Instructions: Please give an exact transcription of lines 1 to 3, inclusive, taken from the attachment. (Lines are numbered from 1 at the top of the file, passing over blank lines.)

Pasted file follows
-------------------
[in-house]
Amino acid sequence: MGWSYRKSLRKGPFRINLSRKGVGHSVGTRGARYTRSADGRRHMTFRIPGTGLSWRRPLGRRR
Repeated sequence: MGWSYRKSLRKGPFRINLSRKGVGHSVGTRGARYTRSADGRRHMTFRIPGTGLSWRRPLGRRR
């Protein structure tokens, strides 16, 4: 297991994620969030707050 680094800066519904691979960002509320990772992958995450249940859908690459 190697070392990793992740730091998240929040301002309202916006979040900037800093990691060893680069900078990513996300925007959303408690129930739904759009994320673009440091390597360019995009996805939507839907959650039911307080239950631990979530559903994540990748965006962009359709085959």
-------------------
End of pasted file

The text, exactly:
[in-house]
Amino acid sequence: MGWSYRKSLRKGPFRINLSRKGVGHSVGTRGARYTRSADGRRHMTFRIPGTGLSWRRPLGRRR
Repeated sequence: MGWSYRKSLRKGPFRINLSRKGVGHSVGTRGARYTRSADGRRHMTFRIPGTGLSWRRPLGRRR